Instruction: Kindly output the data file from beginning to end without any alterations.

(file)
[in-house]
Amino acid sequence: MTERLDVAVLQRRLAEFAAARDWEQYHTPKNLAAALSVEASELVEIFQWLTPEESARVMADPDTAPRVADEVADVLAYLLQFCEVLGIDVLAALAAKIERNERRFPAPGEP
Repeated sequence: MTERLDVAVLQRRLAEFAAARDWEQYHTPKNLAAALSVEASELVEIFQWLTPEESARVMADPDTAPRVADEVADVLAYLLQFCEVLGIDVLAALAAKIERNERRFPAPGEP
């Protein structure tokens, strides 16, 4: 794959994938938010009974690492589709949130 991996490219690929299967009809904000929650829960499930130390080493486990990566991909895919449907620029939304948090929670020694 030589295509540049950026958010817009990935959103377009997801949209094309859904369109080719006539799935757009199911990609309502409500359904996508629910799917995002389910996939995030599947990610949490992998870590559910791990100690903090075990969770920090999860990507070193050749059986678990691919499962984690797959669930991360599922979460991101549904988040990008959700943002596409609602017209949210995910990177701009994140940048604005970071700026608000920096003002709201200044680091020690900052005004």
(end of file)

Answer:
[in-house]
Amino acid sequence: MTERLDVAVLQRRLAEFAAARDWEQYHTPKNLAAALSVEASELVEIFQWLTPEESARVMADPDTAPRVADEVADVLAYLLQFCEVLGIDVLAALAAKIERNERRFPAPGEP
Repeated sequence: MTERLDVAVLQRRLAEFAAARDWEQYHTPKNLAAALSVEASELVEIFQWLTPEESARVMADPDTAPRVADEVADVLAYLLQFCEVLGIDVLAALAAKIERNERRFPAPGEP
């Protein structure tokens, strides 16, 4: 794959994938938010009974690492589709949130 991996490219690929299967009809904000929650829960499930130390080493486990990566991909895919449907620029939304948090929670020694 030589295509540049950026958010817009990935959103377009997801949209094309859904369109080719006539799935757009199911990609309502409500359904996508629910799917995002389910996939995030599947990610949490992998870590559910791990100690903090075990969770920090999860990507070193050749059986678990691919499962984690797959669930991360599922979460991101549904988040990008959700943002596409609602017209949210995910990177701009994140940048604005970071700026608000920096003002709201200044680091020690900052005004």